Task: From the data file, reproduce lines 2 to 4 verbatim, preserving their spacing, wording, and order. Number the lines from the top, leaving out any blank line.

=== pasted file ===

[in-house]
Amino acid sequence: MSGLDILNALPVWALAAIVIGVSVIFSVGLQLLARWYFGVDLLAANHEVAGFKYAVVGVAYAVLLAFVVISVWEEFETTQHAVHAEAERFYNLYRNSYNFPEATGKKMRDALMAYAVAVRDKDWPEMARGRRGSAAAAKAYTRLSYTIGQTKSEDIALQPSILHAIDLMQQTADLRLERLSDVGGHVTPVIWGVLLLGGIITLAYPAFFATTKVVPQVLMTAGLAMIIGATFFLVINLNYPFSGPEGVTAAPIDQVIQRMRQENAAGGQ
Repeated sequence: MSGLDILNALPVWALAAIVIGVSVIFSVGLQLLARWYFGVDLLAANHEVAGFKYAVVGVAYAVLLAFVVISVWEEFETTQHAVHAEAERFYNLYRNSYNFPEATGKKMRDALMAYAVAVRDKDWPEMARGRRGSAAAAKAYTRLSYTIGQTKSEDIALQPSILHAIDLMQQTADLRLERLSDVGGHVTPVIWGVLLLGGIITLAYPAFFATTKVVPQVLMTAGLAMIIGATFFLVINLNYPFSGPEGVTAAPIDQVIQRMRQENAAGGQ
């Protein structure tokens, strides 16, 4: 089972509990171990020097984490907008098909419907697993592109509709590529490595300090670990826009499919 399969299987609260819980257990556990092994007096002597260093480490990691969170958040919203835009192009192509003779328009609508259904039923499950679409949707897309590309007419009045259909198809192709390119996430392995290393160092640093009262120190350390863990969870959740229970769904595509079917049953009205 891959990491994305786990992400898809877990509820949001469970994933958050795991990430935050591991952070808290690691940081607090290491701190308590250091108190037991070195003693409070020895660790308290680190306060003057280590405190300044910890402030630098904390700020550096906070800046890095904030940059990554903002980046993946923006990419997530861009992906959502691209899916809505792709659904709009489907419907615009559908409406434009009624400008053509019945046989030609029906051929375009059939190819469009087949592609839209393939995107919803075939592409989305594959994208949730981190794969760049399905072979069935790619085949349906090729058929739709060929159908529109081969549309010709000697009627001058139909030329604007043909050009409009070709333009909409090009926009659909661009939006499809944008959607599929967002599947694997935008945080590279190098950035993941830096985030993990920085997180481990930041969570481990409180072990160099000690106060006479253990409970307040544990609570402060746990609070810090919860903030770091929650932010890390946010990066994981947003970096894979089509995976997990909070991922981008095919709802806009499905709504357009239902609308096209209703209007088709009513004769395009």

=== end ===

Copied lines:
Amino acid sequence: MSGLDILNALPVWALAAIVIGVSVIFSVGLQLLARWYFGVDLLAANHEVAGFKYAVVGVAYAVLLAFVVISVWEEFETTQHAVHAEAERFYNLYRNSYNFPEATGKKMRDALMAYAVAVRDKDWPEMARGRRGSAAAAKAYTRLSYTIGQTKSEDIALQPSILHAIDLMQQTADLRLERLSDVGGHVTPVIWGVLLLGGIITLAYPAFFATTKVVPQVLMTAGLAMIIGATFFLVINLNYPFSGPEGVTAAPIDQVIQRMRQENAAGGQ
Repeated sequence: MSGLDILNALPVWALAAIVIGVSVIFSVGLQLLARWYFGVDLLAANHEVAGFKYAVVGVAYAVLLAFVVISVWEEFETTQHAVHAEAERFYNLYRNSYNFPEATGKKMRDALMAYAVAVRDKDWPEMARGRRGSAAAAKAYTRLSYTIGQTKSEDIALQPSILHAIDLMQQTADLRLERLSDVGGHVTPVIWGVLLLGGIITLAYPAFFATTKVVPQVLMTAGLAMIIGATFFLVINLNYPFSGPEGVTAAPIDQVIQRMRQENAAGGQ
């Protein structure tokens, strides 16, 4: 089972509990171990020097984490907008098909419907697993592109509709590529490595300090670990826009499919 399969299987609260819980257990556990092994007096002597260093480490990691969170958040919203835009192009192509003779328009609508259904039923499950679409949707897309590309007419009045259909198809192709390119996430392995290393160092640093009262120190350390863990969870959740229970769904595509079917049953009205 891959990491994305786990992400898809877990509820949001469970994933958050795991990430935050591991952070808290690691940081607090290491701190308590250091108190037991070195003693409070020895660790308290680190306060003057280590405190300044910890402030630098904390700020550096906070800046890095904030940059990554903002980046993946923006990419997530861009992906959502691209899916809505792709659904709009489907419907615009559908409406434009009624400008053509019945046989030609029906051929375009059939190819469009087949592609839209393939995107919803075939592409989305594959994208949730981190794969760049399905072979069935790619085949349906090729058929739709060929159908529109081969549309010709000697009627001058139909030329604007043909050009409009070709333009909409090009926009659909661009939006499809944008959607599929967002599947694997935008945080590279190098950035993941830096985030993990920085997180481990930041969570481990409180072990160099000690106060006479253990409970307040544990609570402060746990609070810090919860903030770091929650932010890390946010990066994981947003970096894979089509995976997990909070991922981008095919709802806009499905709504357009239902609308096209209703209007088709009513004769395009």